Amid an environment of conflict and change in Iraq, a remarkable school for the preservation of cultural heritage has united Iraqis from different religious and cultural backgrounds—and brought them together with the international community—in the common pursuit of conserving some of the world’s most ancient sites and artifacts. Winterthur is honored to be part of this extraordinary endeavor, known as the Iraqi Institute for the Conservation of Antiquities and Heritage (IICAH), and to share the expertise in art conservation training we are known for throughout the world. Winterthur Director of Conservation Lois Olcott Price serves as the chair of the IICAH advisory council, which is composed of Iraqi and American cultural heritage professionals.
In a major step toward ensuring the Institute’s sustainability and in preparing for its future under Iraqi leadership, the IICAH—through grants administered by the University of Delaware—has just been awarded significant funding from the Andrew W. Mellon Foundation ($400,000), the Getty Foundation ($200,000), and the U.S. Embassy in Baghdad ($550,000) for the support of the Institute’s Conservation and Collection Care Program as well as nearly $287,000 committed by the Governor of Erbil for its Architecture and Site Conservation Program. The funding supports an American academic director, visiting instructors, curriculum development, supplies, student stipends, and associated operating costs.
Additional funding has been given by several donors for scholarships for all eight second-year students and two master trainers (advanced students who are being trained to teach). The students receive $1,000 for living expenses and $2,000 for professional development, including tools and equipment, journal subscriptions, and conference or workshop attendance. The scholarships are provided by the Leon Levy Foundation; the Linda Noe Laine Foundation, to honor the memory of her parents, Governor and Mrs. Anna Gray Noe of Monroe, Louisiana; Gouhar Hazim Shemdin; and Mrs. Babe Stofer.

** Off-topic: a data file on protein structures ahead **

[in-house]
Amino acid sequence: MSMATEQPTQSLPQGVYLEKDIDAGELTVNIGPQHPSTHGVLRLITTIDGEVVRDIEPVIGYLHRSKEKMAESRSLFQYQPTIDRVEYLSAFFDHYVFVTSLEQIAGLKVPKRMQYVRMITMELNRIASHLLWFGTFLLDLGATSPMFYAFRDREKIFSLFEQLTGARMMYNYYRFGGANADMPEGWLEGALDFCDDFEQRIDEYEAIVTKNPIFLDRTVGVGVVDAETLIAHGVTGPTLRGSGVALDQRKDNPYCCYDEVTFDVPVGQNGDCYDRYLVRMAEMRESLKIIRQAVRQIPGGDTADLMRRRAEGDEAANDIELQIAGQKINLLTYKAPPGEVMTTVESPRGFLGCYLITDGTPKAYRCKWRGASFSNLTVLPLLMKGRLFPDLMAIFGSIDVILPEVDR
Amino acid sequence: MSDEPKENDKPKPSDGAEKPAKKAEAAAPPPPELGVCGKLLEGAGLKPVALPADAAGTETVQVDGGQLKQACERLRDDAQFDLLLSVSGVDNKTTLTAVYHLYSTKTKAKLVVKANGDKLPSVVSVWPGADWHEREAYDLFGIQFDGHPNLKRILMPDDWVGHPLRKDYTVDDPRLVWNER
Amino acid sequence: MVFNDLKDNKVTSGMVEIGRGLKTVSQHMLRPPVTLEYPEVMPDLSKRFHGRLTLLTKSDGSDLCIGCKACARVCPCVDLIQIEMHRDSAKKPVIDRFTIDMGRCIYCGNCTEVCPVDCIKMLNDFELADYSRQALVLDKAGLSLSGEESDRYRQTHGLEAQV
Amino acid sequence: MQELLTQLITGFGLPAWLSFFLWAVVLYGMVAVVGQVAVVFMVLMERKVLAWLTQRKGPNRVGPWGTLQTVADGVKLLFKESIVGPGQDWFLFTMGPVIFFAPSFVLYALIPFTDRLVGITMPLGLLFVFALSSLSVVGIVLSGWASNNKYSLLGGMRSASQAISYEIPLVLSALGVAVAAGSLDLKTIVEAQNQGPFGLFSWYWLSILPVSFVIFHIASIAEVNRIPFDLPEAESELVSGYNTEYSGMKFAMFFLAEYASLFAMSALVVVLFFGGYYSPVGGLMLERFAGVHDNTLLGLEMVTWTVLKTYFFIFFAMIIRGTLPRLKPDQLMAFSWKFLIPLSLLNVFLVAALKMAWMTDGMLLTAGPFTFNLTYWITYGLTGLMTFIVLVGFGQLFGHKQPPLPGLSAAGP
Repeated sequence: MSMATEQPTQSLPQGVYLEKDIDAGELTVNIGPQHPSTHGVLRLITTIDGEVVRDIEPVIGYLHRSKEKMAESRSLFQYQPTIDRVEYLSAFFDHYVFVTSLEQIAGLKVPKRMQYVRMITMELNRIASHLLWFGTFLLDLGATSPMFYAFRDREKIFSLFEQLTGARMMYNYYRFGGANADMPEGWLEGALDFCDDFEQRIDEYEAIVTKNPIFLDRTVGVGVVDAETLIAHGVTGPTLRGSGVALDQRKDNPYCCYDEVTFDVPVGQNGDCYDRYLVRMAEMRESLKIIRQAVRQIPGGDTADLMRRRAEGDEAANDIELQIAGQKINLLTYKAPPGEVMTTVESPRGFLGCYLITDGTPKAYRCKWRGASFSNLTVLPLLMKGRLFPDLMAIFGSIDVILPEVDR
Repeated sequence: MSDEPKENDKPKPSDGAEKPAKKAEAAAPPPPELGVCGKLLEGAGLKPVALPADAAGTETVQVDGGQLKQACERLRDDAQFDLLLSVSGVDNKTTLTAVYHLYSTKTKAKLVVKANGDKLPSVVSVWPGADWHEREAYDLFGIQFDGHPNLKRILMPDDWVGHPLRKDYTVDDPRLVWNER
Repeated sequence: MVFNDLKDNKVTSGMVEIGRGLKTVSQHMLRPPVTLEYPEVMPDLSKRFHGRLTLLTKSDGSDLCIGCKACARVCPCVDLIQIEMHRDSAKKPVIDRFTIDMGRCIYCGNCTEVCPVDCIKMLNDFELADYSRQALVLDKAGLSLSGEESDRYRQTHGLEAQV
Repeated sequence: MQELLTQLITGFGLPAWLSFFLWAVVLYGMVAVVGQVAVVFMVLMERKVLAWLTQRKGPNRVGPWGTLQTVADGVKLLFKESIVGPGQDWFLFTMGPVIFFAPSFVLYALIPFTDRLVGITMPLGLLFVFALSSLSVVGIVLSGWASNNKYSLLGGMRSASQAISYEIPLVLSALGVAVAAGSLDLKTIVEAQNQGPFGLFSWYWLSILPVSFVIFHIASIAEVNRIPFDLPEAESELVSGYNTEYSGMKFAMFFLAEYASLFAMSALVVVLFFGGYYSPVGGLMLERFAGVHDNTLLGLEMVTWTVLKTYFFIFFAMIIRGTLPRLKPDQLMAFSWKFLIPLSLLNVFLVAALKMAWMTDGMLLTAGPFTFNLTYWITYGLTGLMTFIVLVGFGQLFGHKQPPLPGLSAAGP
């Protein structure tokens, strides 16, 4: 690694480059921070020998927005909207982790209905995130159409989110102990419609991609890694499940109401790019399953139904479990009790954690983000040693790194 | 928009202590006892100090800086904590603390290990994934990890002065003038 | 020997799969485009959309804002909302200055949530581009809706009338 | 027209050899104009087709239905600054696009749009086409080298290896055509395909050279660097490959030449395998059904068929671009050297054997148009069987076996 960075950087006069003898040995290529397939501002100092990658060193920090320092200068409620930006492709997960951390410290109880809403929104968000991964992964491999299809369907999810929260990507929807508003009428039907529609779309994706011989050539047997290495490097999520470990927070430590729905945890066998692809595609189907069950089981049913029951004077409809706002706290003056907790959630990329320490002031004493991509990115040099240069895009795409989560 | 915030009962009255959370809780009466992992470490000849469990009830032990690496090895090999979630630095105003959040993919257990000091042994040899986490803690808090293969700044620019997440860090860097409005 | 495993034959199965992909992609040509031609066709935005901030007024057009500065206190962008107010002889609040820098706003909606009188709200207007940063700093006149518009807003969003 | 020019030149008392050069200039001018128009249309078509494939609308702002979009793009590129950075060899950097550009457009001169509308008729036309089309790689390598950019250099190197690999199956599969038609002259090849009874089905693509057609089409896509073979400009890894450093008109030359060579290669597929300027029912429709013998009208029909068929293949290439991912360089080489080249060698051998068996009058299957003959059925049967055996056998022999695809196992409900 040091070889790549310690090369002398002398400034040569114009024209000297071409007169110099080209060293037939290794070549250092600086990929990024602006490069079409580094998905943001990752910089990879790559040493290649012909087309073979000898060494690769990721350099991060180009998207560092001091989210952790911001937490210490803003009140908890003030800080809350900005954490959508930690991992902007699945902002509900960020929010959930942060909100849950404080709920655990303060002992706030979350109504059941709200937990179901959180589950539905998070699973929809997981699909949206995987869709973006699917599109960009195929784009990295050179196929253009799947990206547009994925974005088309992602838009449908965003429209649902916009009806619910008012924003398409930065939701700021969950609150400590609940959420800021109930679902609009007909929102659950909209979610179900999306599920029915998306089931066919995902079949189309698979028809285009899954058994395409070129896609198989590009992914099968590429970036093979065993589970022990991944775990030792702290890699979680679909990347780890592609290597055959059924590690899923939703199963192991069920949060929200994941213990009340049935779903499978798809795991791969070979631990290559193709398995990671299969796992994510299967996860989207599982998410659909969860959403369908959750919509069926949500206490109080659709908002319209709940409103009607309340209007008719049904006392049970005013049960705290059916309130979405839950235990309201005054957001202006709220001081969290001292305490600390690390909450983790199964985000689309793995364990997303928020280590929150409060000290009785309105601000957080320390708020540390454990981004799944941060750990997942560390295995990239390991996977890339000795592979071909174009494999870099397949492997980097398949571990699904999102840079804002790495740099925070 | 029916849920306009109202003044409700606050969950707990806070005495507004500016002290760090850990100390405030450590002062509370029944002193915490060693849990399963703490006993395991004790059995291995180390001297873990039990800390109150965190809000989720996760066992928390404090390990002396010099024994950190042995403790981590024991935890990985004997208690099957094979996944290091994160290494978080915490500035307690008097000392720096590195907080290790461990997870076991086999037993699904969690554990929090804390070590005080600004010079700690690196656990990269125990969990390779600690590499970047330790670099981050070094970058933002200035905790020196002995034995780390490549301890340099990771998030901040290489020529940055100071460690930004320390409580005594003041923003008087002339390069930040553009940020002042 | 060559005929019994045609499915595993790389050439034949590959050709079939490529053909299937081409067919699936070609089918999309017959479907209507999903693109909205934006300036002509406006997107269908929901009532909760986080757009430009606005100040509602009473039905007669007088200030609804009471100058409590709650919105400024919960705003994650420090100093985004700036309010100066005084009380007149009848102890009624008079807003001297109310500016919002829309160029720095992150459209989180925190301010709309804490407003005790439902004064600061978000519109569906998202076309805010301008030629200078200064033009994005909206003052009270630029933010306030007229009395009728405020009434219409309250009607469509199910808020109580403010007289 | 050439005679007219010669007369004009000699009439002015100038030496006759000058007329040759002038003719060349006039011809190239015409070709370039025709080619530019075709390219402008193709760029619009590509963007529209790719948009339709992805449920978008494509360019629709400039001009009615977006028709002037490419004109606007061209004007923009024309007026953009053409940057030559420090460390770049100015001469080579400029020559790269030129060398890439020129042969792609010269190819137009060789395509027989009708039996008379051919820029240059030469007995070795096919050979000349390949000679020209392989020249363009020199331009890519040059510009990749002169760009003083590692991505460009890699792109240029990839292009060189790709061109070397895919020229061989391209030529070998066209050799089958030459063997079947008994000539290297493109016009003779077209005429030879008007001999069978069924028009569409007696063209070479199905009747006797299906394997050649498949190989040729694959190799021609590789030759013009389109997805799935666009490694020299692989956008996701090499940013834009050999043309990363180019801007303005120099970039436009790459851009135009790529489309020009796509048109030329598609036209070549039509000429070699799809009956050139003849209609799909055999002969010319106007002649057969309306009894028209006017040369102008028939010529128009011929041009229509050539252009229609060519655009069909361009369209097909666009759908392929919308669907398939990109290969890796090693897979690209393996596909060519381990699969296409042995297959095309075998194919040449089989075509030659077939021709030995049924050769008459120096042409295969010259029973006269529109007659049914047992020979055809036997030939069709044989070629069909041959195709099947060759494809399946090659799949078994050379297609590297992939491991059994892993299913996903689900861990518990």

Founded in 2008 and located in Erbil, Iraq, the IICAH is a multi-institutional collaboration that brings experts from around the world to train Iraq’s museum and heritage professionals in the preservation and conservation of their national treasures, ranging from ancient archeological sites like Babylon to artifacts like exquisite 8th-century BCE ivory figures from Nimrud. Participating institutions that work with the Iraqi board of directors include Winterthur Museum, University of Delaware, Walters Art Museum, the State Board of Antiquities and Heritage in Iraq, the Kurdish Regional Government, the U.S. Embassy in Baghdad, Getty Conservation Institute, University of Arizona, University of Pennsylvania, and UNESCO.
The continued existence of the IICAH—an endeavor that has progressed despite the challenges of operating in a war-torn country and the complications of coordinating numerous Iraqi and international agencies—has not been a foregone conclusion. “This funding is a great vote of confidence for the work the IICAH has already done and ensures the survival of the Institute going forward through the next few years,” says Price. IICAH leaders will now be able to focus their attention on enhancing academic programs, training advanced students to teach, and promoting the Institute.
Ultimately, the goal of the IICAH board of directors and advisory council is for the Institute to become a conservation training center for the entire region. The recent funding has them well on their way.
Other IICAH news and upcoming projects:
For more information about the IICAH please see the Institute's fact sheet or visit www.artcons.udel.edu/public-outreach/iraq-institute.